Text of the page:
noli illegitimi carborundum
- illegitimi non carborundum
- illegitimis non carborundum
- nil illegitimi carborundum
- non illegitimi carborundum
- nil carborundum illegitimi
- nil sine illegitimi carborundum
- nolite te bastardes carborundum
Humorous pseudo-Latinism, from noli (“do not permit”) [singular] and illegitimi (“bastards”) [in the wrong grammatical case] and from the Latinate brand name Carborundum for a silicon carbide abrasive.
The phrase is similar to the real Latin phrase nil desperandum (“do not despair”, literally “nothing to be despaired of”), which would be known to many English speakers. The -rundum ending of carborundum recalls the word desperandum, although such a gerundive suffix makes no sense for this phrase.
This form of the saying was popularized in English by the US general "Vinegar Joe" Stilwell during World War II, reputed to have been taught it by British army intelligence. It later became the motto for the 1964 Republican presidential nominee Barry Goldwater, who displayed it as a sign in his senatorial office. The plural form nolite te bastardes carborundum was popularized by Margaret Atwood's 1985 dystopian novel The Handmaid's Tale and its subsequent TV adaptation.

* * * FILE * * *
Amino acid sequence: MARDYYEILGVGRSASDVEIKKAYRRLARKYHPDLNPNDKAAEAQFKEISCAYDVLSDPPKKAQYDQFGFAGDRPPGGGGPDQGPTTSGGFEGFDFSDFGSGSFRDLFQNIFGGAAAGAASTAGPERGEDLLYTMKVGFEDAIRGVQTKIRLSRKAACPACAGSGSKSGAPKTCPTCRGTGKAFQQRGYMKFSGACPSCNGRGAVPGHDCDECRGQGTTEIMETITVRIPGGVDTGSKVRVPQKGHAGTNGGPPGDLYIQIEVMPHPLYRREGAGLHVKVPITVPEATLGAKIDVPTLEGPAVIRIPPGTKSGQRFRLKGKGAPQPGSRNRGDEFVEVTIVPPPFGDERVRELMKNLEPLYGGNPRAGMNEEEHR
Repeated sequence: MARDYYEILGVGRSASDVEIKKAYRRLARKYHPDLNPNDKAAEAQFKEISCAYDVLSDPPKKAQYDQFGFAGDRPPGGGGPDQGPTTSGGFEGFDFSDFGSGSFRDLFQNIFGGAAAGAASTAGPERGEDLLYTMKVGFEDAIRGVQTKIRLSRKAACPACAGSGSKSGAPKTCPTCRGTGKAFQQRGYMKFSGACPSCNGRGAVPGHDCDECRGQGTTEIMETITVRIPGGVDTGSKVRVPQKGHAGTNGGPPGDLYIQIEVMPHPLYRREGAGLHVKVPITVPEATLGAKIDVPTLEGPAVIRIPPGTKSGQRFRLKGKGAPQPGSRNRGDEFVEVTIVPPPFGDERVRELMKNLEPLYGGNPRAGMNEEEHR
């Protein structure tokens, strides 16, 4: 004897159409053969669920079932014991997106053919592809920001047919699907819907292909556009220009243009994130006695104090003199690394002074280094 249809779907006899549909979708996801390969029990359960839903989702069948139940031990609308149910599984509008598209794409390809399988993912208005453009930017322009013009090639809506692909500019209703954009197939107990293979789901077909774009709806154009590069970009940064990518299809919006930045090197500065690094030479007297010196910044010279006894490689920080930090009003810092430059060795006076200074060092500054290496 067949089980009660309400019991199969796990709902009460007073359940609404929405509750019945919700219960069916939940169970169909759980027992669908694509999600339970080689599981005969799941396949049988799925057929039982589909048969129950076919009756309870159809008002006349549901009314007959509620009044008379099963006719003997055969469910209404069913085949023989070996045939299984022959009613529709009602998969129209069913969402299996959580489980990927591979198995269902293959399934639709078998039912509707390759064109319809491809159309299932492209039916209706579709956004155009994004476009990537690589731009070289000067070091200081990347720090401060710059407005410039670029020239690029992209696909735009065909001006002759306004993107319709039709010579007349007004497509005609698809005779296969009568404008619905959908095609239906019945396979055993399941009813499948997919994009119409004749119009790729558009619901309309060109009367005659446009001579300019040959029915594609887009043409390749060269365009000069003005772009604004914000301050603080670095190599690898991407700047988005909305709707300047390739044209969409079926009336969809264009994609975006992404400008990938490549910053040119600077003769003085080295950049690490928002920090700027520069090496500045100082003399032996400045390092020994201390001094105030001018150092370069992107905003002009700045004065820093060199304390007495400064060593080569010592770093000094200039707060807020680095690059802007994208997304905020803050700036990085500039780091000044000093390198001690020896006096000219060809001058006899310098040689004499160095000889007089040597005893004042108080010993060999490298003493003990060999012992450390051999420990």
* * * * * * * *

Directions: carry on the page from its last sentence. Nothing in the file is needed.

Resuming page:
- Bradley, Laura, "Handmaid's Tale: The Strange History of 'Nolite Te Bastardes Carborundorum'", Vanity Fair, 3 May 2017.
- Safire, William, Safire's New Political Dictionary: The Definitive Guide to the New Language of Politics, Random House, New York, 1993. (R 320.03 Sa1)